By Jane McGrath, M.D.

You may hear a lot of talk about taxing soft drinks and other sugar-sweetened beverages. A new tax never sounds like a good idea, but this one is well worth considering. The proposal would add an excise tax of 1 cent per fluid ounce on sugar-sweetened beverages. The tax would be levied on the manufacturers and would show up as a small price increase on the drinks on the supermarket shelf.

I don’t think anyone needs reminding that we are in the middle of an obesity epidemic in New Mexico, as well as in much of the rest of the world. Obesity is a complex problem with multiple causes that result in very high medical costs—which is unsurprising given that complications from obesity include diabetes, heart disease, liver failure, sleep apnea and orthopedic problems. In fact, we spend an estimated $147 billion dollars nationally each year on obesity-related medical costs, half of which are paid with taxpayer dollars through Medicaid and Medicare. Strategies such as an excise tax on sugar-sweetened beverages will help decrease obesity rates and save taxpayer money by reducing medical costs.

Fixing the problem of obesity will involve many different kinds of strategies—much as we are doing with smoking. We have anti-smoking public information campaigns; taxes on cigarettes; age restrictions on buying cigarettes; and policies that restrict smoking in many public places, including the workplace. It takes this kind of multi-pronged approach to make an impact. So a targeted tax on sugar-sweetened beverages is part of how we can begin to deal with obesity from a legislative perspective.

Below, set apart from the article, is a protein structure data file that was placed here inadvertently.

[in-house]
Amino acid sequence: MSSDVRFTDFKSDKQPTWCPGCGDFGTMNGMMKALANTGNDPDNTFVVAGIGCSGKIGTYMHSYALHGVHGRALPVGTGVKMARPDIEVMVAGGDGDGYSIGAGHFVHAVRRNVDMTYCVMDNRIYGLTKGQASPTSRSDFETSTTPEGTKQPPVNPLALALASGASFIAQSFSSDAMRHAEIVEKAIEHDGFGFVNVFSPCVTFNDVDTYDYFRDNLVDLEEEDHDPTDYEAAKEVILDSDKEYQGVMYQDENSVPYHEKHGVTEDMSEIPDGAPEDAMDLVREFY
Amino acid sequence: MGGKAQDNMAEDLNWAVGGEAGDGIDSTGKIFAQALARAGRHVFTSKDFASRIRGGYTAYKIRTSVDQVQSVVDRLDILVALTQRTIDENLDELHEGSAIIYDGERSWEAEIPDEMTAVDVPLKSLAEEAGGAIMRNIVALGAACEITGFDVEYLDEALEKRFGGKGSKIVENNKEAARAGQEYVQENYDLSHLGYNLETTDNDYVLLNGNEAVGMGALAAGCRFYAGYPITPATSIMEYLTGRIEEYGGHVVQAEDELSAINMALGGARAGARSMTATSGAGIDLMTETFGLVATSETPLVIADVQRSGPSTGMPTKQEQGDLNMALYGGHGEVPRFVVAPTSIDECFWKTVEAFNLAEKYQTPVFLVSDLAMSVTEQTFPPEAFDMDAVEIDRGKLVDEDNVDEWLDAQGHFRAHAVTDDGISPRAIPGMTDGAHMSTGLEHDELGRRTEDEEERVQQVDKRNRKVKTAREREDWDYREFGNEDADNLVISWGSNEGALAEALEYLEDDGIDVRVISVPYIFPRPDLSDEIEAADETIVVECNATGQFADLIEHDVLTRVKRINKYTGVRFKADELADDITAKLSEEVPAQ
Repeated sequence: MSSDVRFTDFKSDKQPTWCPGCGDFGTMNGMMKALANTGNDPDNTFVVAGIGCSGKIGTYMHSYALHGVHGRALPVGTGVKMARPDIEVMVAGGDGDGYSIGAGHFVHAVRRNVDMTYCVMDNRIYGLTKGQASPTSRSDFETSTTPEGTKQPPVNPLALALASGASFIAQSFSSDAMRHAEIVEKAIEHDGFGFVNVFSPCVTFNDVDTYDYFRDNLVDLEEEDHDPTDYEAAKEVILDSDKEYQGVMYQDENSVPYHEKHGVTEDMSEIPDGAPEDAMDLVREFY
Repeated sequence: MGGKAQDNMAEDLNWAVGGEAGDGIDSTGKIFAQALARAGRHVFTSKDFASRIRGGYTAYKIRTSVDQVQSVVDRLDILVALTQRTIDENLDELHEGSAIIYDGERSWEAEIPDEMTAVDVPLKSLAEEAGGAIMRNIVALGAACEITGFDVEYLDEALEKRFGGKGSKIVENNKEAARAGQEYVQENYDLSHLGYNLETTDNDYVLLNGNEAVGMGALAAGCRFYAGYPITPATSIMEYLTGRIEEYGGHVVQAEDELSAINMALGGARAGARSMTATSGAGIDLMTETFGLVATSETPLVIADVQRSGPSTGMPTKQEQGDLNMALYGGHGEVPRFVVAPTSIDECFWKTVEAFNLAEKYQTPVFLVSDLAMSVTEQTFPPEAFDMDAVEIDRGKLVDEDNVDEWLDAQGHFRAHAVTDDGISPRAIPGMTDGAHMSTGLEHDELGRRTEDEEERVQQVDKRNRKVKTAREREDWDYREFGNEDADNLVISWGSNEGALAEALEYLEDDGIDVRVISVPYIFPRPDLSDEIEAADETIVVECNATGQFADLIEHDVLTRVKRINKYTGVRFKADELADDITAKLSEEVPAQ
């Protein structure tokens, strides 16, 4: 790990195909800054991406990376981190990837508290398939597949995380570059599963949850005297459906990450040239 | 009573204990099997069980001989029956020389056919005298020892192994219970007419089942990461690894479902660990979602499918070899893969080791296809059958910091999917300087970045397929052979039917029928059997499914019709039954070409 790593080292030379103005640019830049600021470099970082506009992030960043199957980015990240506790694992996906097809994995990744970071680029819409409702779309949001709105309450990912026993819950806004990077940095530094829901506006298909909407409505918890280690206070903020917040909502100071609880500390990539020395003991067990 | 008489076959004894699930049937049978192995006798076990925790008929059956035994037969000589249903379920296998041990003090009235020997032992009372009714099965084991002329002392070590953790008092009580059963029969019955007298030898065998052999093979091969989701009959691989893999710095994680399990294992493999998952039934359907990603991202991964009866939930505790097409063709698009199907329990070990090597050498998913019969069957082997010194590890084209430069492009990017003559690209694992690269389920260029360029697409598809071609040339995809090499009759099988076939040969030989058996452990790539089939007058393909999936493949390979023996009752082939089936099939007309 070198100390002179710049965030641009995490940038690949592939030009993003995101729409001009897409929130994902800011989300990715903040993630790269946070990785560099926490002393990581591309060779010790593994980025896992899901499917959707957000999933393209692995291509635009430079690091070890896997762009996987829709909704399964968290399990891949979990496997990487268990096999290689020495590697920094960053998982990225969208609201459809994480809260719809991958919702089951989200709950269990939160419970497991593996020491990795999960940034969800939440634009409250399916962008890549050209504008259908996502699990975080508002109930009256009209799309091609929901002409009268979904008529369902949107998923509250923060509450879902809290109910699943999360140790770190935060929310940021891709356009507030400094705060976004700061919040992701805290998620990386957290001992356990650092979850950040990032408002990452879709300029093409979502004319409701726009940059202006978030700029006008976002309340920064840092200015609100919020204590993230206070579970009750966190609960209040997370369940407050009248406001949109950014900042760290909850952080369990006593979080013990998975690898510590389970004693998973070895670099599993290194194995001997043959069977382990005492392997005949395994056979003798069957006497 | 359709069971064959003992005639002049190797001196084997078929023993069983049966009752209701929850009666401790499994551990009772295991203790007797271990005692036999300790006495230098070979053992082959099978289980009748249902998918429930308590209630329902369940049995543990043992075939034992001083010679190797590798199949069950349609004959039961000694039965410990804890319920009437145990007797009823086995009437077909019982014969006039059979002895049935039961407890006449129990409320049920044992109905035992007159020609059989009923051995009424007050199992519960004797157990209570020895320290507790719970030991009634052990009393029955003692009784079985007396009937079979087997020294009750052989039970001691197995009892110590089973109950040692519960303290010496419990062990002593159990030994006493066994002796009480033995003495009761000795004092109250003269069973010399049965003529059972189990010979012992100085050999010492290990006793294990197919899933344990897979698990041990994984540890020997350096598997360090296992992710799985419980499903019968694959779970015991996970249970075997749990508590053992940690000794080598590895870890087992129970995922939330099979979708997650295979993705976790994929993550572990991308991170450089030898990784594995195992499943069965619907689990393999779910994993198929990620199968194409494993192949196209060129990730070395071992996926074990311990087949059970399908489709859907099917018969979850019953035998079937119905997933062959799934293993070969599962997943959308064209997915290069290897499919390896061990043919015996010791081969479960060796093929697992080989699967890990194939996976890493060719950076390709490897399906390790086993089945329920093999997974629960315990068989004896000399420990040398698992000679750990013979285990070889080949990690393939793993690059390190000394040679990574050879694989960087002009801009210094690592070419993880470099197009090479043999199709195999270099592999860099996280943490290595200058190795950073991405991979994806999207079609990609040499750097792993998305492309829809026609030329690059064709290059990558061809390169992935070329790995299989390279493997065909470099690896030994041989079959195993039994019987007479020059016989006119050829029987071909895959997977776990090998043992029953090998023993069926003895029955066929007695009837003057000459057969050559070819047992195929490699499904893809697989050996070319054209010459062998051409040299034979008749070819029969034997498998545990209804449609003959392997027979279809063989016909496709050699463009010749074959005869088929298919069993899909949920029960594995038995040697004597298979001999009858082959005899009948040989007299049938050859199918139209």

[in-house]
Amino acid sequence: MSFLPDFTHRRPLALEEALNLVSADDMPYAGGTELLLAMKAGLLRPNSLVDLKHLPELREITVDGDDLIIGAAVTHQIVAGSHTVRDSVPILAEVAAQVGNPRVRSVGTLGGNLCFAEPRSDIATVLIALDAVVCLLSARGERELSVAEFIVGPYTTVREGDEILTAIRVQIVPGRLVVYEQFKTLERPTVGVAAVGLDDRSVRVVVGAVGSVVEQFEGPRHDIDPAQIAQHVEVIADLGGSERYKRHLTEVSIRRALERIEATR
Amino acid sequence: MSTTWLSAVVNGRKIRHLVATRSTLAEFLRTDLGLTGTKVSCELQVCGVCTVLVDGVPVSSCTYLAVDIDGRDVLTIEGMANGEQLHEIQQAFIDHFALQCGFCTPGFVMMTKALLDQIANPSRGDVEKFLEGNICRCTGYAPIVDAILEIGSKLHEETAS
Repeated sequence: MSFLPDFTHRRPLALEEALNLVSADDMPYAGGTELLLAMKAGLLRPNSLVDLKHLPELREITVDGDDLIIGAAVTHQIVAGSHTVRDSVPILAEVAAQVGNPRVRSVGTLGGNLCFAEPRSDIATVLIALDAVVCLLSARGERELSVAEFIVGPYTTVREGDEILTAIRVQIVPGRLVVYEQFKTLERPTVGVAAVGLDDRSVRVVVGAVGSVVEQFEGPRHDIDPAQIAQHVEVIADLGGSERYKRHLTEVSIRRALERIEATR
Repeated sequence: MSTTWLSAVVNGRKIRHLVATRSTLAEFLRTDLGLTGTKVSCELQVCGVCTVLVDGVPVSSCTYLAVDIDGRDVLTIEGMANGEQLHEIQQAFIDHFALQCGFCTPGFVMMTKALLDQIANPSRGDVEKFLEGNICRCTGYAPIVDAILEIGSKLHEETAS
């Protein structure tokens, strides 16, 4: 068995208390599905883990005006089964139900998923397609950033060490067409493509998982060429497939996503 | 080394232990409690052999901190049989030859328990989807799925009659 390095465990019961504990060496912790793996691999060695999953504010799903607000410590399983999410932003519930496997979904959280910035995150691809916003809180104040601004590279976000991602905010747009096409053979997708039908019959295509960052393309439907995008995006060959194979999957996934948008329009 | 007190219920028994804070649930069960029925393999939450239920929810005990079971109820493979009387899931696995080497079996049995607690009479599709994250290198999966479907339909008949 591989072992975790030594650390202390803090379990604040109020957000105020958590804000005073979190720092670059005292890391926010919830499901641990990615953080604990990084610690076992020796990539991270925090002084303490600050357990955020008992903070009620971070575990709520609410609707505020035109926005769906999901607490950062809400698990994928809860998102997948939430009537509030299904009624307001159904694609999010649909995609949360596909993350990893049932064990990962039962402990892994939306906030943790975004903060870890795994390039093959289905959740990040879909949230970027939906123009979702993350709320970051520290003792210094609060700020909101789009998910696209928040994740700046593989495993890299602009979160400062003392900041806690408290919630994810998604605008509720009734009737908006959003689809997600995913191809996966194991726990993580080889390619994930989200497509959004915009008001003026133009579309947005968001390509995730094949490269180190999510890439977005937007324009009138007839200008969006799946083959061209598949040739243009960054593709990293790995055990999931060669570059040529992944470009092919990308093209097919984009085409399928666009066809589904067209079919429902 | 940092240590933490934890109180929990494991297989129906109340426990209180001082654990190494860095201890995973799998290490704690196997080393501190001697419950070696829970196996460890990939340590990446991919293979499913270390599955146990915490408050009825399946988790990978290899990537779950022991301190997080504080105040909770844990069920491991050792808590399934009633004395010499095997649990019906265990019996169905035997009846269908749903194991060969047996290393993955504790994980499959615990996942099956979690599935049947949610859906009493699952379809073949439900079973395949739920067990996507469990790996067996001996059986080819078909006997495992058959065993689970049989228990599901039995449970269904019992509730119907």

Soda/soft drinks are considered “sugar-sweetened beverages,” which are defined by the Rudd Center for Food Policy and Obesity at Yale University as beverages sweetened with naturally derived caloric sweeteners such as sucrose (table sugar), high fructose corn syrup or fruit juice concentrates. The beverages include soda, sports drinks, sweet teas and coffees, flavored waters, energy drinks and the syrup used to make such drinks in soda dispensing machines.

Sugar-sweetened beverages have been shown in multiple independent studies to add significantly to the risk of obesity. (Studies funded by the beverage industry have not demonstrated a correlation.) This happens in part because, unlike solid food, liquid calories are not satiating so you don’t adjust your caloric intake at your next meal the way you might if you had, say, a large cookie before dinner instead of a soda.

The benefits of an excise tax on sugar-sweetened beverages are pretty compelling. New Mexicans drink an estimated almost 75 million gallons of sugar-sweetened beverages a year. At that level of consumption, the proposed 1 cent per fluid ounce tax would add $95 million a year to the state’s coffers, reducing our projected state budget deficit by 20 percent.

Increasing the cost of a product on the shelf directly affects consumers and changes their behavior: They buy less. Some people say that such a tax is regressive and disproportionately affects children and the poor—and that is true. But it’s also true that obesity disproportionately affects children and the poor. Changing our behavior so that we drink fewer sugar-sweetened beverages will make us all healthier.
McGrath is a pediatrician based in Albuquerque.
Copyright (C) 2010 by the New Mexico Editorial Forum. 2/10